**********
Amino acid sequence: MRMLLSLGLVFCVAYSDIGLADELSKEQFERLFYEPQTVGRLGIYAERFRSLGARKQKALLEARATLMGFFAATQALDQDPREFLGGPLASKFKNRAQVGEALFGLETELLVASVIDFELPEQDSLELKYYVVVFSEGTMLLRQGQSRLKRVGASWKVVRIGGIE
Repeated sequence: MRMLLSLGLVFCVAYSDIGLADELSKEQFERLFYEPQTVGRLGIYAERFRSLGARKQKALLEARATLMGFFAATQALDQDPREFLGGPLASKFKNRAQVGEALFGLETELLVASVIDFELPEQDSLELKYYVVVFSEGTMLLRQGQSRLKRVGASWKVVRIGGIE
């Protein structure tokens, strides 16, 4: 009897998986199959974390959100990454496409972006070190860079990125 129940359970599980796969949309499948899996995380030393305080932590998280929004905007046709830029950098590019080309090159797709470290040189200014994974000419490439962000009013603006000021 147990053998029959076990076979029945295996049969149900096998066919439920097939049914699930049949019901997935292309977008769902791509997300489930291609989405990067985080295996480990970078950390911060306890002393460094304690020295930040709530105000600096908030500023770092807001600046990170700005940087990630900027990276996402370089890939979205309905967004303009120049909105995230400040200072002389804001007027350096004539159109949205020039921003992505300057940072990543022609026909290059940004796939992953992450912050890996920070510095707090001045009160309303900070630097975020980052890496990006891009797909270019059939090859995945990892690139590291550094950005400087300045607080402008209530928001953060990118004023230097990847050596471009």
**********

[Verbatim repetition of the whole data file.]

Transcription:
Amino acid sequence: MRMLLSLGLVFCVAYSDIGLADELSKEQFERLFYEPQTVGRLGIYAERFRSLGARKQKALLEARATLMGFFAATQALDQDPREFLGGPLASKFKNRAQVGEALFGLETELLVASVIDFELPEQDSLELKYYVVVFSEGTMLLRQGQSRLKRVGASWKVVRIGGIE
Repeated sequence: MRMLLSLGLVFCVAYSDIGLADELSKEQFERLFYEPQTVGRLGIYAERFRSLGARKQKALLEARATLMGFFAATQALDQDPREFLGGPLASKFKNRAQVGEALFGLETELLVASVIDFELPEQDSLELKYYVVVFSEGTMLLRQGQSRLKRVGASWKVVRIGGIE
């Protein structure tokens, strides 16, 4: 009897998986199959974390959100990454496409972006070190860079990125 129940359970599980796969949309499948899996995380030393305080932590998280929004905007046709830029950098590019080309090159797709470290040189200014994974000419490439962000009013603006000021 147990053998029959076990076979029945295996049969149900096998066919439920097939049914699930049949019901997935292309977008769902791509997300489930291609989405990067985080295996480990970078950390911060306890002393460094304690020295930040709530105000600096908030500023770092807001600046990170700005940087990630900027990276996402370089890939979205309905967004303009120049909105995230400040200072002389804001007027350096004539159109949205020039921003992505300057940072990543022609026909290059940004796939992953992450912050890996920070510095707090001045009160309303900070630097975020980052890496990006891009797909270019059939090859995945990892690139590291550094950005400087300045607080402008209530928001953060990118004023230097990847050596471009």